The relationship between money and nature is the theme of this series. Made of money from all over the world, these pieces explore the beauty of the natural environment and its breakdown for profit. Some pieces in this group are three-dimensional and free-standing, while others are encased in shadowboxes. Since everything was constructed from money, I was surprised and inspired as the color palates and unexpected graphic elements began to emerge in each piece.
I enjoy combining art with my love of history. This group is based around classic baroque paintings of people and their pets. The connection people feel with their pets was as obvious then, as it is now. I decided that I would try to express this sentiment, as much as possible.
Each piece is made entirely out of paper. The greatest challenge with this group was to create the illusion that the central figure had left the painting, and reappeared with the person’s head replaced by their pets. I wanted to blend the animal’s and the owner’s personalities, in a way that captured the mood that the painting gave me. With this group almost every piece of paper was dyed to match the fabric in the painting.
I have chosen Venice Italy, as the backdrop for this group of work. I portrayed the lives of 10 prominent women, who lived during the long decline of Venice as a major world power. It was a period of great decadence, elegance, and beauty.
With varying backgrounds, each women was adventurous, and often challenged the social mores and ideas of their era. After much research, I worked to reconstruct the aesthetic of the period and each woman’s personal and historical circumstances. Among the women, I included the first woman in the world to earn a doctorate degree; two women who spoke out boldly for women’s rights, an artist who traveled the world painting European nobility, and Casanova’s mother, an actress, who left her family to follow her career.
Although every part of this group is made solely with paper, they appear to be constructed of precious metals, made opulent with jewels and stones. I selected a color palette to reflect the historical period, in hopes of bringing the viewer back to this fascinating period in Venetian history.
Each piece is accompanied with a small booklet that features a portrait of the woman on the cover. Inside is a quote, either by the woman, or a quote written about her by one of her contemporaries.
This group was inspired by the lives of real people from history. For this show, I researched the New York Times from 1880–1910, and found myself drawn to the peculiarity of certain women, and their fleeting narratives and lives. From these articles, I tried to reconstruct the aesthetic of the period and each woman’s personal and historical circumstances. Each piece is accompanied with a copy of the article from which it was conceived.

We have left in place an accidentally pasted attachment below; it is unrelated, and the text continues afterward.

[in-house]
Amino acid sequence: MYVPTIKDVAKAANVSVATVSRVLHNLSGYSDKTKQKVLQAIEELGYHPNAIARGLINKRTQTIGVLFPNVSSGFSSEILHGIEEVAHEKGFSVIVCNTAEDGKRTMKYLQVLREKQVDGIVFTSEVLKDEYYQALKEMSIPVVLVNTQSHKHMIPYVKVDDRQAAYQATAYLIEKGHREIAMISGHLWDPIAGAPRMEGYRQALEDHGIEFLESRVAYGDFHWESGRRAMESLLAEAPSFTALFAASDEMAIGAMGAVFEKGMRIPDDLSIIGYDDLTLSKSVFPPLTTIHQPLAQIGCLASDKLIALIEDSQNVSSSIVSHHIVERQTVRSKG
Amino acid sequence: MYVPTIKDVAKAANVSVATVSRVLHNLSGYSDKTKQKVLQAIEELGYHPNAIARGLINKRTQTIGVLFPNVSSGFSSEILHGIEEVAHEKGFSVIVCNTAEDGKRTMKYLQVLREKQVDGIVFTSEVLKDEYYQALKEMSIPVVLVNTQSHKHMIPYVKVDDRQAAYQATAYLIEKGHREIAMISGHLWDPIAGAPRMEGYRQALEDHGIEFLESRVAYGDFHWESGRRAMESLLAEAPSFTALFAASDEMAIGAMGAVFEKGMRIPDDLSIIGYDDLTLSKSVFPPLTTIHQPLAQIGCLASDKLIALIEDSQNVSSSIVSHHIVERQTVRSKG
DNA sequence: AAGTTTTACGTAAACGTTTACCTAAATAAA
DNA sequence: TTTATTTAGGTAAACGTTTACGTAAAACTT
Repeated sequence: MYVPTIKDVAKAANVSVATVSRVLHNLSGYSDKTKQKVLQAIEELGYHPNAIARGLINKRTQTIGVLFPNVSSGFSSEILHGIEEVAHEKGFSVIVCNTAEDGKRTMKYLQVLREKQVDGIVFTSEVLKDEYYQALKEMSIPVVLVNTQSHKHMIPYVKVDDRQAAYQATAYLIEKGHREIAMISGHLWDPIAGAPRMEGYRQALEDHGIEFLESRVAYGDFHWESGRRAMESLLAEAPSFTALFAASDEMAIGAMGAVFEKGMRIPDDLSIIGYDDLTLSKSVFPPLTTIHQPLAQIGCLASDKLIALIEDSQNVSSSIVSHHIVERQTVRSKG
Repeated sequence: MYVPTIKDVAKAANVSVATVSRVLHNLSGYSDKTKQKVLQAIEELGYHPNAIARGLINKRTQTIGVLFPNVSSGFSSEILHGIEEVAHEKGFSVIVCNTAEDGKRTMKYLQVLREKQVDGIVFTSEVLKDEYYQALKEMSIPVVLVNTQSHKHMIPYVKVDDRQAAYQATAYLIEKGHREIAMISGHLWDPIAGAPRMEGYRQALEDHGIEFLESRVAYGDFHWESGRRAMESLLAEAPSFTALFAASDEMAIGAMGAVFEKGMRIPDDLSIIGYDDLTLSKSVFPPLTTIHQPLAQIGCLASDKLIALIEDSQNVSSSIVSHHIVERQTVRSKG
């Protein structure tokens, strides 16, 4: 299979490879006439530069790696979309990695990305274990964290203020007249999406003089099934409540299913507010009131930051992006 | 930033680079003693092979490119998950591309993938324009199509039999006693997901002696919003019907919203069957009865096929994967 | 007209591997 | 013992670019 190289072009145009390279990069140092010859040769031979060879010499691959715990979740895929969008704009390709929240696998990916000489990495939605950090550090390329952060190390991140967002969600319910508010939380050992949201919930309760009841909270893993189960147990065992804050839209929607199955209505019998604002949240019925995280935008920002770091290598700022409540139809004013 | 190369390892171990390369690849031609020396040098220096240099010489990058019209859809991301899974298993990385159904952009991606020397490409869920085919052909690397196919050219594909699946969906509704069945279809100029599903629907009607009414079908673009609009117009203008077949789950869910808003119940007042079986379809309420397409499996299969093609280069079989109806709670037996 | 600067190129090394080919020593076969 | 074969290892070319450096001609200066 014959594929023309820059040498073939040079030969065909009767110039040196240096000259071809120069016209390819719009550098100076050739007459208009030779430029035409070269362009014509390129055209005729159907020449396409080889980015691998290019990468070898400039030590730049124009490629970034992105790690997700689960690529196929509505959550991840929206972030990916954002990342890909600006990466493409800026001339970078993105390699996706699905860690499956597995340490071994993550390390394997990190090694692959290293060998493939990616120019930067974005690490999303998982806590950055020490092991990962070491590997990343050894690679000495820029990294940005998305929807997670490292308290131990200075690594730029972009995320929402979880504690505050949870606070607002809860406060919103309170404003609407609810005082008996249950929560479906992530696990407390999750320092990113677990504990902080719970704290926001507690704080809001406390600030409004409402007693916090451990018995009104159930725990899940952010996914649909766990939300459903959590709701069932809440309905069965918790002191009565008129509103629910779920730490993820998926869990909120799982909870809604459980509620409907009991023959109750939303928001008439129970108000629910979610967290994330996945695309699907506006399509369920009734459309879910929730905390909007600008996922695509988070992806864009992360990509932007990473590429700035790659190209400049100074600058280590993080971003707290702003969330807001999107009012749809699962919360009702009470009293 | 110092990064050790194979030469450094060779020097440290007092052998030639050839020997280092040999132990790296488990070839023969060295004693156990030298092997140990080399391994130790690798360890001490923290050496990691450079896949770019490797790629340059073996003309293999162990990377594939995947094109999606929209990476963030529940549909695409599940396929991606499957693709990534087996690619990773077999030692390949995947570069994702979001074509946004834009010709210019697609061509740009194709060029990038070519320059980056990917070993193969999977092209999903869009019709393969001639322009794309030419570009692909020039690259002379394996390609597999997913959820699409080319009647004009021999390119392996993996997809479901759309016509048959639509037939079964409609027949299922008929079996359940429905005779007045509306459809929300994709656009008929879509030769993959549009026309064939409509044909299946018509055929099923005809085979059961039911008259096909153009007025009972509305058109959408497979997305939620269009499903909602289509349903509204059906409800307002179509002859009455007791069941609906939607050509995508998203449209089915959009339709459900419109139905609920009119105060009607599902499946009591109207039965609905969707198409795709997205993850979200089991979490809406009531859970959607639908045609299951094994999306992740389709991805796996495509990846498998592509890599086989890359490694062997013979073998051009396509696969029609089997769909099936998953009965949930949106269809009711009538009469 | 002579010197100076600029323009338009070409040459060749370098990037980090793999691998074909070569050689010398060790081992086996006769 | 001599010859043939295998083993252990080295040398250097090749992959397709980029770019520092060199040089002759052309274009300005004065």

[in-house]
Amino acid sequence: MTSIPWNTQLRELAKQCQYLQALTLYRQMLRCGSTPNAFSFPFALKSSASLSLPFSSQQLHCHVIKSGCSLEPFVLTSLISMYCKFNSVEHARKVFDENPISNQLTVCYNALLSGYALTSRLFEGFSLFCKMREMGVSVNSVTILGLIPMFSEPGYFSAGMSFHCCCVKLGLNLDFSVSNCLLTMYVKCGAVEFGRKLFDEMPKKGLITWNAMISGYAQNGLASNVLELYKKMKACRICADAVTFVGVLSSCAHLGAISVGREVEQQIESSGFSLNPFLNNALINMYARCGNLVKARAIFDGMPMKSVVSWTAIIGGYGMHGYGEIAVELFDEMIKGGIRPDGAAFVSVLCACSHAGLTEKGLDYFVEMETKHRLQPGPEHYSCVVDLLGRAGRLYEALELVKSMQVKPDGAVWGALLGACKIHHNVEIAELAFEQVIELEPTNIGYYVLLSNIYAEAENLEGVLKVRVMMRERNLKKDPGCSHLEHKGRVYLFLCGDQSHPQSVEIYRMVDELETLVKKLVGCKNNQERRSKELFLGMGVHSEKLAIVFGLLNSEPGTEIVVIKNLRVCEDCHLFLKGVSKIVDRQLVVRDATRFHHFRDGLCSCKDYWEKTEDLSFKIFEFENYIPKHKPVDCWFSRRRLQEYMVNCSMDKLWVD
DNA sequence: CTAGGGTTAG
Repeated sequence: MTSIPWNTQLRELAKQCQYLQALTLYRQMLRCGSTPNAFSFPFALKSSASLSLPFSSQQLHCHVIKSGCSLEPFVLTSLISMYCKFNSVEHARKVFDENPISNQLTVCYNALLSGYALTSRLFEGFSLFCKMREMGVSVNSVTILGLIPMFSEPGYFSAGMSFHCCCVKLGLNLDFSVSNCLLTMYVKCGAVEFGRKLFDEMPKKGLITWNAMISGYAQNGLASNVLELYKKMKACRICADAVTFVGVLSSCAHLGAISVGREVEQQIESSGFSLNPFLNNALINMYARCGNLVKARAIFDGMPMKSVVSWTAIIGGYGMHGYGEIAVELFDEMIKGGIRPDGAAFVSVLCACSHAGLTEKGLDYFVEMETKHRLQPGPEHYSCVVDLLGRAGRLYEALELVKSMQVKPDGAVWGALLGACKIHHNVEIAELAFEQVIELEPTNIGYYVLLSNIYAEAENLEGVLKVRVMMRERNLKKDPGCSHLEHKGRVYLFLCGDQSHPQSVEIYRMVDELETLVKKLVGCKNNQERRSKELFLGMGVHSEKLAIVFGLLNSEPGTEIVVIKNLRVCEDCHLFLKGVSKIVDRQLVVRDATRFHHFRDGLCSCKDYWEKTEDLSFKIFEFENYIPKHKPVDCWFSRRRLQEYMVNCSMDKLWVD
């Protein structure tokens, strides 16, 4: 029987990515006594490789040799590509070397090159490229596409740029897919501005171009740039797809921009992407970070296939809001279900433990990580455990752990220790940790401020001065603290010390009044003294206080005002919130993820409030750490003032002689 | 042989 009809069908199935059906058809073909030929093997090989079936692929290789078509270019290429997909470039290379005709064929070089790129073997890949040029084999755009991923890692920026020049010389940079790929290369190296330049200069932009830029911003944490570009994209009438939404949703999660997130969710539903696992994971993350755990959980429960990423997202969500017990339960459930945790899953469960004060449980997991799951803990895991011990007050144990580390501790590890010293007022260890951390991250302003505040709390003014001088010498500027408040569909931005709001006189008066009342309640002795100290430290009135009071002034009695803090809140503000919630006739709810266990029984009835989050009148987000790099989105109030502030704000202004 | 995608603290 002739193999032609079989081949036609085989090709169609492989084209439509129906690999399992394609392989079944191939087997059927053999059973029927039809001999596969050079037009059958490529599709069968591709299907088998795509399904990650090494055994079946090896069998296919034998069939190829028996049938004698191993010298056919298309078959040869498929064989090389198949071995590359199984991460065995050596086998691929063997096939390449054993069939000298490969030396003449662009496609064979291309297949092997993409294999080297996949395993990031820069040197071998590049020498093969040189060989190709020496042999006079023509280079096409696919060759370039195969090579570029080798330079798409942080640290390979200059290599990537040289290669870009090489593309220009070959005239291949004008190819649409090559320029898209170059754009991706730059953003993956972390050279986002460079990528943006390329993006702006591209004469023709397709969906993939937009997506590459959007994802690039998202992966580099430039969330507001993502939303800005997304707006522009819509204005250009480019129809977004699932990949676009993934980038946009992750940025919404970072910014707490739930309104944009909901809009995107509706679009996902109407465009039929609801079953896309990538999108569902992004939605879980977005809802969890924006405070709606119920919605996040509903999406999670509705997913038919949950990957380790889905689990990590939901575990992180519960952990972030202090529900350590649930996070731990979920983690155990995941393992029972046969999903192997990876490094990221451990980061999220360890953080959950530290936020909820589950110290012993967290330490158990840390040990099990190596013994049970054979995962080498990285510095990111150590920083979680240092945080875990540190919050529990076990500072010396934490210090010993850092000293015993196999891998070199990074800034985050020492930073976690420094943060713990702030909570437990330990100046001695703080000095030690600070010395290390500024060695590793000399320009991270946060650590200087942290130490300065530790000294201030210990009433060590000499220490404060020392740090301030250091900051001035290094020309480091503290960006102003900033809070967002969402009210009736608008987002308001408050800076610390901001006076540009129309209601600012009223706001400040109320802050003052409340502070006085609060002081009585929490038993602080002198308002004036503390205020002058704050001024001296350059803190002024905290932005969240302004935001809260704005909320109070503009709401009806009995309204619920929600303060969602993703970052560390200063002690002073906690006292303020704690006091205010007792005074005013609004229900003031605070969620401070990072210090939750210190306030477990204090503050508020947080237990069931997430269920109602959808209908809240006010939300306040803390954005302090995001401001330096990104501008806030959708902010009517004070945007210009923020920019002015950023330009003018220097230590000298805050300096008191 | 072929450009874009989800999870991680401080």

The average height of each character is about 15 inches tall. They are entirely made of paper that I have dyed, painted, and manipulated. I also selected a color palette to reflect the historical period, in hopes of bringing the viewer back into the streets, houses, tenements, and storefronts that these characters inhabited.
With this group of work “The Artists’ Muse,” I chose a broad historical range, to provide an overview of the differing and convergent relationships between artists and their muses. The painting that inspired each piece is mounted and framed, and stands behind the artwork. The fifteen-inch figure—with clothing and various accessories—has been recreated in paper, with every possible detail.
With this group it was necessary for me to explore new ways of replicating costumes in paper. I made great efforts to create a sense of connection between the original painting and my own work. Each piece is accompanied by a written biography of the muse and her relationship with the artist.
It’s my goal to give a voice to the overlooked muses of famous paintings, and through my artwork, illuminate some of history’s forgotten women. I hope that the viewer is not only moved by the intricacies of detail that I put into my work, but will learn something about the women who inspired, nurtured, and loved the artists who created some of the most beautiful paintings every made.
This show drew from the life and cultural setting of the giantess, Elizabeth Lyska, who became famous in the late 1880s. Born in a small and impoverished Russian village, Elizabeth started growing rapidly at the age of 4. By the time she turned 11, she was well over 7 feet tall. After the death of her parents, her uncle became her promoter and arranged tours for her throughout all of Europe. Wherever Elizabeth traveled, she became the center of attention—to scientists, suitors, and pedestrians—for she was not only famous for her size, but was also considered very beautiful. Made completely out of paper, Elizabeth stands at her actual height of 7’2”. Surrounding her are the many relics, toys, and keepsakes that she accumulated over her life: Each piece is accompanied by a narration—fabricated by stray facts from newspapers, books, letters, and diaries, and written by her son, Tynan Kogane.
This group of art is generated from the stories of real people who committed crimes, as reported in the New York Times between 1885-1915. Each rogue is captured entirely in paper and stands 12-14 inches. They are sold accompanied with a copy of the original article.